The above article originally appeared in the journal In Practice.

Bird Banding

There are two kinds of people in this world: those who know something about birds and those who don’t. Most of us belong to the latter group, educated enough to know the difference between eagles, owls, and crows but blissfully unaware of the richly variegated world of Pink-sided Juncos and Grey Catbirds, of Mountain Chickadees, Ruby-crowned Kinglets, and White-breasted Nuthatches. I’ll give us the benefit of the doubt and suggest that most of us are ignorant not because we’re uninterested, but because you have to be looking through a pair of binoculars to see the complexity. Tiny songbirds weighing as little as a quarter flit through the trees like shadows. Looking up at them silhouetted against the sky, they all look black. If we could only hold them in our hands, see them up close, we might be more aware of their subtle differences.

At a plastic picnic table against the wall of the barn in the Holmes grove, this fall’s bird banders Nancy and Aaron are doing just that.

“Is the crown shiny or dull?”

“Skull looks like a two.”

“These tail feathers are narrow though.”

Aaron holds a Wilson’s Warbler, or WIWA, in his hand, as he and Nancy try to determine its age and gender. They side step out of the shade and into the light to get a better look at one of the minute details of the plumage. Male and female birds share a reproductive opening called the cloaca (which is also the opening for the digestive and urinary tracts), so this aspect of a bird’s physical anatomy is little help in distinguishing genders. Instead, biologists have to use characteristics like coloration, wing length, and feather condition to get their answers.


The tiny, delicate bird waits patiently as a variety of instruments are used to take measurements. Special rulers are inserted under its wing, into the middle of its tail, and across the width of its beak. Aaron pulls out the wing and inspects the tail, looking for clues in the condition of its feathers. He wets his fingers and parts the feathers on the WIWA’s head to try and get a look at the degree of ossification of the skull.

Even for a “Master Bander” like Nancy, a biologist from the Bird Conservancy of the Rockies who has been running the station at the Chico for years, there are some birds that will elude easy identification. The sheer volume of the amount of data points required for these procedures is overwhelming, which is where Pyle comes in. Peter Pyle that is–a member of the highest echelons of bird expertise who authored a massive tome of technical ID data for banders, full of charts and diagrams for 395 species. Various other binders, printouts and books are strewn across the table, flipped open to pages on birds that have been giving them trouble this morning. It’s enough information to keep someone busy for a lifetime.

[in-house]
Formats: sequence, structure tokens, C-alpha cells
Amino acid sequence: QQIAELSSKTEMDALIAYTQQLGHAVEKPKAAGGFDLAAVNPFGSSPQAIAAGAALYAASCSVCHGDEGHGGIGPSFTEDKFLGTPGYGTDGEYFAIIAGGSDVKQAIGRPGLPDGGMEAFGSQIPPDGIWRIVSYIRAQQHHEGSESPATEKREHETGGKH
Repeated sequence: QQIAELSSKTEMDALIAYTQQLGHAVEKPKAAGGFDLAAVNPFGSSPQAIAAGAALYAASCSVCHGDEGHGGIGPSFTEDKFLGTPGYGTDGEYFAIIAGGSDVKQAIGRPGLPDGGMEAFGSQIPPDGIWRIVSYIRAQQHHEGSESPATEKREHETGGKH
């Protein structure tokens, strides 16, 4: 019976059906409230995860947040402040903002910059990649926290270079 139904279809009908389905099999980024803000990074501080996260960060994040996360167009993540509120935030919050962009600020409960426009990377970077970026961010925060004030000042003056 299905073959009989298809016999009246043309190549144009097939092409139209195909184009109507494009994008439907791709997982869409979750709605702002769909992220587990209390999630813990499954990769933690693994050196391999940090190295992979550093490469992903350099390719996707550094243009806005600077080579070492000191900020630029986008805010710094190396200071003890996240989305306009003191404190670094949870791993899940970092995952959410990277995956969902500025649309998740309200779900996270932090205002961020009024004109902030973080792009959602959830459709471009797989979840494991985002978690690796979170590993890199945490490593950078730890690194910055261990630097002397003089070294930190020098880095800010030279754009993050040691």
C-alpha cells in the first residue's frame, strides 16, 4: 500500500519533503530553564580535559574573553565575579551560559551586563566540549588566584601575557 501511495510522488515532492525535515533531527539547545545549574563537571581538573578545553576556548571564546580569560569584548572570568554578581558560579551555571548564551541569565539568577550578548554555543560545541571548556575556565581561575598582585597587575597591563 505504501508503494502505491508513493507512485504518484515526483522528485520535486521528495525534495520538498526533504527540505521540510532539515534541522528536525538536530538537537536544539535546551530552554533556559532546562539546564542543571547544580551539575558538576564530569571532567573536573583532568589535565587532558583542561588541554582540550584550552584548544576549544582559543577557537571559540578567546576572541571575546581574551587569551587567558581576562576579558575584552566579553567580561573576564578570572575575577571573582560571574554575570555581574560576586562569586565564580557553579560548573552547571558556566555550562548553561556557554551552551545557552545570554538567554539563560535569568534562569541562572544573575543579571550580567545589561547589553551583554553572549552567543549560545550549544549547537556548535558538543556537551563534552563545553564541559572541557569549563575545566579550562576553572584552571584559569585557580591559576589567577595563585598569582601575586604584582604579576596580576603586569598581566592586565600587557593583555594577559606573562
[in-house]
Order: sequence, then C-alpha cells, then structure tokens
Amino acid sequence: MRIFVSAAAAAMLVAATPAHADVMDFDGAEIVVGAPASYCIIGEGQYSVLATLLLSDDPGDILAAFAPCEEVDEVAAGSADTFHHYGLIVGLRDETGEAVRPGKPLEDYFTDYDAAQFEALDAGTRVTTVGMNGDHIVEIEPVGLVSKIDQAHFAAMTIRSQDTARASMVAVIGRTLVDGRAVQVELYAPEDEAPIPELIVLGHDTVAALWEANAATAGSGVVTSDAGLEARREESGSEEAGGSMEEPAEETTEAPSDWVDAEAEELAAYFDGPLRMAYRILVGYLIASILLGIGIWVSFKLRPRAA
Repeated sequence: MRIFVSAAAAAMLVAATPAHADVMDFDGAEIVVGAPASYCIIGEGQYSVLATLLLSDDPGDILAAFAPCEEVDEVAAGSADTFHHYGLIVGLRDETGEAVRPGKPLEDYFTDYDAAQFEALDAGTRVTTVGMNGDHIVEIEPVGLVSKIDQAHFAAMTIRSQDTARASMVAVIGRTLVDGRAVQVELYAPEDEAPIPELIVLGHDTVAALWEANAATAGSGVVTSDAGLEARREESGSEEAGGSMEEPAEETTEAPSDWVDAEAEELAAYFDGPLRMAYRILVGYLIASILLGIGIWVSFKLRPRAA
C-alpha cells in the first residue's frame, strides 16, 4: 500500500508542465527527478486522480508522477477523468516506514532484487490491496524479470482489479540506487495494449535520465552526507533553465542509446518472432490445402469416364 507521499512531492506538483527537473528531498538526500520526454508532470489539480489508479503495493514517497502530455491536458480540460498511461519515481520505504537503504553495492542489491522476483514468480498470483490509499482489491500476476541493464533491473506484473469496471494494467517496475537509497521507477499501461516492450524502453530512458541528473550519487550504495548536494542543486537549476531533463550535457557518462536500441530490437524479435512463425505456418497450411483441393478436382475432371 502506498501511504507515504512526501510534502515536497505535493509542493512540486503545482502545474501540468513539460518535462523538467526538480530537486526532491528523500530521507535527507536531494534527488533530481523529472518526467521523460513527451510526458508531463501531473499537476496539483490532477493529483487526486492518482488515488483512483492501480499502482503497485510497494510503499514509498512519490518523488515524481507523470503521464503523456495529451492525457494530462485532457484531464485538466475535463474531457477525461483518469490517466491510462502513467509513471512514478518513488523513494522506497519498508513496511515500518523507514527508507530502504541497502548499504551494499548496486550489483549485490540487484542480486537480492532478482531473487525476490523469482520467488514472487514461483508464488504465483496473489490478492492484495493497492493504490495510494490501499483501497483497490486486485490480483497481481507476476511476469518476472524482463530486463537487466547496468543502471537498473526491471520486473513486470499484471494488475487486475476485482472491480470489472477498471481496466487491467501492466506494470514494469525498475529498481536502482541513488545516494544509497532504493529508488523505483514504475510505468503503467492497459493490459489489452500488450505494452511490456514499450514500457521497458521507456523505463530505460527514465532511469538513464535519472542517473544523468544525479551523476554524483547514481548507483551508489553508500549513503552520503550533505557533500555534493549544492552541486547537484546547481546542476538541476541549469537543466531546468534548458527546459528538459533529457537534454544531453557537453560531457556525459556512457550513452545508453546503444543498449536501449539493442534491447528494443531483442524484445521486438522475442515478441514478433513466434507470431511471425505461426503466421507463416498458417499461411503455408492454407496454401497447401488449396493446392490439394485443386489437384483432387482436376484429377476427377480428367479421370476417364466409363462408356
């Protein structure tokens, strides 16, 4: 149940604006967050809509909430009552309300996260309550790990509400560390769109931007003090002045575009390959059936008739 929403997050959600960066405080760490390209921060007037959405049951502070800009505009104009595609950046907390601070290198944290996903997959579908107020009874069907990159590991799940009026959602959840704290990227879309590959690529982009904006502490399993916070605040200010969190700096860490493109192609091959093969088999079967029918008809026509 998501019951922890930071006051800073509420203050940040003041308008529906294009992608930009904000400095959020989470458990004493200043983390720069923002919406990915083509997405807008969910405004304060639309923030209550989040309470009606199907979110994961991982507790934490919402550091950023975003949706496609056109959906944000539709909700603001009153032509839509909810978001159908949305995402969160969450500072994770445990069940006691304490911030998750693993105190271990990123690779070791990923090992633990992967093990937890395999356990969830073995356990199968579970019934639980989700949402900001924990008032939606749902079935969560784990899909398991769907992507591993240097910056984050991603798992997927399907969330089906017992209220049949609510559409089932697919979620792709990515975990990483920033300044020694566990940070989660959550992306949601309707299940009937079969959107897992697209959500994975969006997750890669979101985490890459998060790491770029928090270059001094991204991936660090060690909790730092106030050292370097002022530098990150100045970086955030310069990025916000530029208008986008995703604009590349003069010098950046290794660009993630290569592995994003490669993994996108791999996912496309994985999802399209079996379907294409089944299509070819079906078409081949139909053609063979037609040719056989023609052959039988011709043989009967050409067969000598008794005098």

Aaron, a 22-year-old unpaid volunteer who’s been living in a tent 50 feet from the banding table for the past month, is something of a rarity in that he’s a young birder. During an Animal Behavior course at Middlebury College, his class conducted an experiment to observe the Black-capped Chickadee’s preference for shelled versus un-shelled seeds. He was hooked. Back in Colorado, he joined the Boulder Bird Club, where he, as he puts it, “hung out with a bunch of retirees.” In the afternoons, when the banding station closes, he heads out to the east side of the ranch or into the mountains looking for an uncommon species to add to his list for the year. Luckily he likes to go alone, because not many of his peers turn up at the ranch for birding.



“I think it’s a female–let’s call it a young female.”

After a look at Pyle’s chart on head cap length–is it 15mm or 16mm?–Nancy feels certain enough to make a call on the WIWA. With the age and gender determined, other measurements, such the fat level and weight are taken and recorded. A gentle blow on the bird’s chest reveals the pouch of milky fat under her translucent skin. She then goes head first into a piece of PVC pipe atop a digital scale, and finally, a metal band with a unique number is fitted around her leg. In case the bird is ever recaptured, she now has an official scientific identity linked to all the data points that Aaron and Nancy have now collected.